- Paperback: 264 pages
- Publisher: University of Minnesota Press; 1st edition (March 1, 1999)
- Language: English
- ISBN-10: 0816627118
- ISBN-13: 978-0816627110
- Product Dimensions: 5.9 x 0.7 x 9 inches
- Shipping Weight: 11.7 ounces (View shipping rates and policies)
- Average Customer Review: 8 customer reviews
- Amazon Best Sellers Rank: #1,138,265 in Books (See Top 100 in Books)
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On Drugs 1st Edition
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From Library Journal
Unlike Thomas Szasz, who argues forcefully for the legalization of drugs in Our Right to Drugs (Praeger, 1992), Lenson tackles this subject by meditating on the national consumerist paradigm, the way the war on drugs closed avenues for heterogeneity, the lack of a vocabulary to describe changes in a user's consciousness, the senselessness of talking about "drugs" indiscriminately, and the differences among the users, the drugs, and the effects of psychedelics, cannabis, stimulants (cocaine, crack, amphetamines), depressants (heroin), opiates, and alcohol. He contrasts drugs of pleasure to drugs of desire and believes that "to legislate against drugs of pleasure is like legislating against music, chess, golf...." Lenson says that nothing in his professional life qualifies him to write about drugs, but his style and his literary and philosophical references would pinpoint him as an academic even if he were not identified as a University of Massachusetts professor of literature, albeit one who surveys his students' usage habits. Lenson's credentials as a user were probably the impetus for this work, but they are not much evident in the text. In the national debate and reevaluation of attitudes toward drugs, this is a different kind of contribution, one that is speculative, discursive, and visionary. For academic collections.?Janice Dunham, John Jay Coll. Lib., New York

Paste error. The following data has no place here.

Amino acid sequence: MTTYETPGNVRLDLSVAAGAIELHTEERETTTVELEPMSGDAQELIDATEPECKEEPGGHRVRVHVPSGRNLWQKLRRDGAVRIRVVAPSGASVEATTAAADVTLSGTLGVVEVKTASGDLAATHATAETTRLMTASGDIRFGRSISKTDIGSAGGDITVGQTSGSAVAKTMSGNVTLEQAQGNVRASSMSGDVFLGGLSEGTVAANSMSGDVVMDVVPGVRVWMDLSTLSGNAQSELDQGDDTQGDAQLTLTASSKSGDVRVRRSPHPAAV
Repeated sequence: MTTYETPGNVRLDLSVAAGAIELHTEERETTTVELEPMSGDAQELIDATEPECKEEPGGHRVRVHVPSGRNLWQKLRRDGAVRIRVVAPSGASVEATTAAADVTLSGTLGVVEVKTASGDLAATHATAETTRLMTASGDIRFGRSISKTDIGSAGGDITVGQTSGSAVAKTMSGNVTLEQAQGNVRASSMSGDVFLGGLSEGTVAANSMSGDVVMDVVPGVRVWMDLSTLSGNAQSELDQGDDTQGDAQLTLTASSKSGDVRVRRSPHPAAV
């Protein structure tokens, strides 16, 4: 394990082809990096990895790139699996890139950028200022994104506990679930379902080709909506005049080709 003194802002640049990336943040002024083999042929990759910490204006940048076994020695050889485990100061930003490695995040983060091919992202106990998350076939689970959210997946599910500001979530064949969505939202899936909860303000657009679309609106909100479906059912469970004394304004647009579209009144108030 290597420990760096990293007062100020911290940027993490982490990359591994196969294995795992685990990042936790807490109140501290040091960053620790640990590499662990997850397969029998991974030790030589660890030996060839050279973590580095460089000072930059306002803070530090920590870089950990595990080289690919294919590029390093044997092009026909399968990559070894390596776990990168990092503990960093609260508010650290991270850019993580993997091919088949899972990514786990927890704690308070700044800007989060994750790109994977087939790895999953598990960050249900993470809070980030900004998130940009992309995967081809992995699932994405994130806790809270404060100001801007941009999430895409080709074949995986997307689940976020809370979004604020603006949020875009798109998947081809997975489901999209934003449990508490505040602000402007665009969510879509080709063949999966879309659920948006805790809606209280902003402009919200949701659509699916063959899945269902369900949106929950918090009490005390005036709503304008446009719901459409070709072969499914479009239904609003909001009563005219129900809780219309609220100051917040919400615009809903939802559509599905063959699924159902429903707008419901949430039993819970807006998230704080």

Copyright 1995 Reed Business Information, Inc. --This text refers to an out of print or unavailable edition of this title.
Top customer reviews
T.A was a dutch, he wouldn't take homework late.
This book argues why drugs should be legal, except maybe heroin. I am going to read it during Christmas break.
As a well-educated professional and a former crystal meth addict, now a treatment provider, I am driven crazy by the simplistic B.S purveyed by those who claim to understand drug use. "On Drugs" is a gift to those whose thoughts and experiences don't comport with the received wisdom.
An incredible achievement. I want to hang out with David Lenson.